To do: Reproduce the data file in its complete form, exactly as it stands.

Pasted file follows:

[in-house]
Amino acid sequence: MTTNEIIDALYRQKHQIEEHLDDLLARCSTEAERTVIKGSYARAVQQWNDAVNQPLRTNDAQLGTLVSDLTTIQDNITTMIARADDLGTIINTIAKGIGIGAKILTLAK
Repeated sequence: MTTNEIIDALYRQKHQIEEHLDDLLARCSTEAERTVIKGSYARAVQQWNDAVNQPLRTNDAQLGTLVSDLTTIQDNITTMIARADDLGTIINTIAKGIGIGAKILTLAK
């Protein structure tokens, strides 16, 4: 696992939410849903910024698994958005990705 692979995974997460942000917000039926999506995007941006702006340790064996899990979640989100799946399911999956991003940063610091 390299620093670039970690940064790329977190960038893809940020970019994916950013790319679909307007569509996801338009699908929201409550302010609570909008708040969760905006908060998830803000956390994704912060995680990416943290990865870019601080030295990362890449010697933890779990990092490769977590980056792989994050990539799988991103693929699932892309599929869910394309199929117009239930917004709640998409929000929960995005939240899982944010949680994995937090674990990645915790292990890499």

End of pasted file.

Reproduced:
[in-house]
Amino acid sequence: MTTNEIIDALYRQKHQIEEHLDDLLARCSTEAERTVIKGSYARAVQQWNDAVNQPLRTNDAQLGTLVSDLTTIQDNITTMIARADDLGTIINTIAKGIGIGAKILTLAK
Repeated sequence: MTTNEIIDALYRQKHQIEEHLDDLLARCSTEAERTVIKGSYARAVQQWNDAVNQPLRTNDAQLGTLVSDLTTIQDNITTMIARADDLGTIINTIAKGIGIGAKILTLAK
């Protein structure tokens, strides 16, 4: 696992939410849903910024698994958005990705 692979995974997460942000917000039926999506995007941006702006340790064996899990979640989100799946399911999956991003940063610091 390299620093670039970690940064790329977190960038893809940020970019994916950013790319679909307007569509996801338009699908929201409550302010609570909008708040969760905006908060998830803000956390994704912060995680990416943290990865870019601080030295990362890449010697933890779990990092490769977590980056792989994050990539799988991103693929699932892309599929869910394309199929117009239930917004709640998409929000929960995005939240899982944010949680994995937090674990990645915790292990890499």